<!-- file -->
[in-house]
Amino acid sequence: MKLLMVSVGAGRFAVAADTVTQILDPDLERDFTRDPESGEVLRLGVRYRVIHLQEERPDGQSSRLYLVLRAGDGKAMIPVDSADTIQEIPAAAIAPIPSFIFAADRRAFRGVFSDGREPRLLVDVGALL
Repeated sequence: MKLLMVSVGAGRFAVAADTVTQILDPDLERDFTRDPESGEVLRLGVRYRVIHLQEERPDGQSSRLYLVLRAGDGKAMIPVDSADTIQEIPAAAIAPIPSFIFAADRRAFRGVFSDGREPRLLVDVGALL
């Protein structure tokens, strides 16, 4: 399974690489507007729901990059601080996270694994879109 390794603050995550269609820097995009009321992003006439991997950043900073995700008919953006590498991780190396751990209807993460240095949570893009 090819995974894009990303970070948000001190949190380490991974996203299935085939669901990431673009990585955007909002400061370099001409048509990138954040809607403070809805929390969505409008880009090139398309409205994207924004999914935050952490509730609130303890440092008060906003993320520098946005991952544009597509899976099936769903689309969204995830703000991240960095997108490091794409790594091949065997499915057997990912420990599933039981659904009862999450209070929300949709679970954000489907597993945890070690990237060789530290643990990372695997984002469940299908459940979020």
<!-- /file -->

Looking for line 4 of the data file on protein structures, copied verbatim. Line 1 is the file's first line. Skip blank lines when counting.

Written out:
């Protein structure tokens, strides 16, 4: 399974690489507007729901990059601080996270694994879109 390794603050995550269609820097995009009321992003006439991997950043900073995700008919953006590498991780190396751990209807993460240095949570893009 090819995974894009990303970070948000001190949190380490991974996203299935085939669901990431673009990585955007909002400061370099001409048509990138954040809607403070809805929390969505409008880009090139398309409205994207924004999914935050952490509730609130303890440092008060906003993320520098946005991952544009597509899976099936769903689309969204995830703000991240960095997108490091794409790594091949065997499915057997990912420990599933039981659904009862999450209070929300949709679970954000489907597993945890070690990237060789530290643990990372695997984002469940299908459940979020």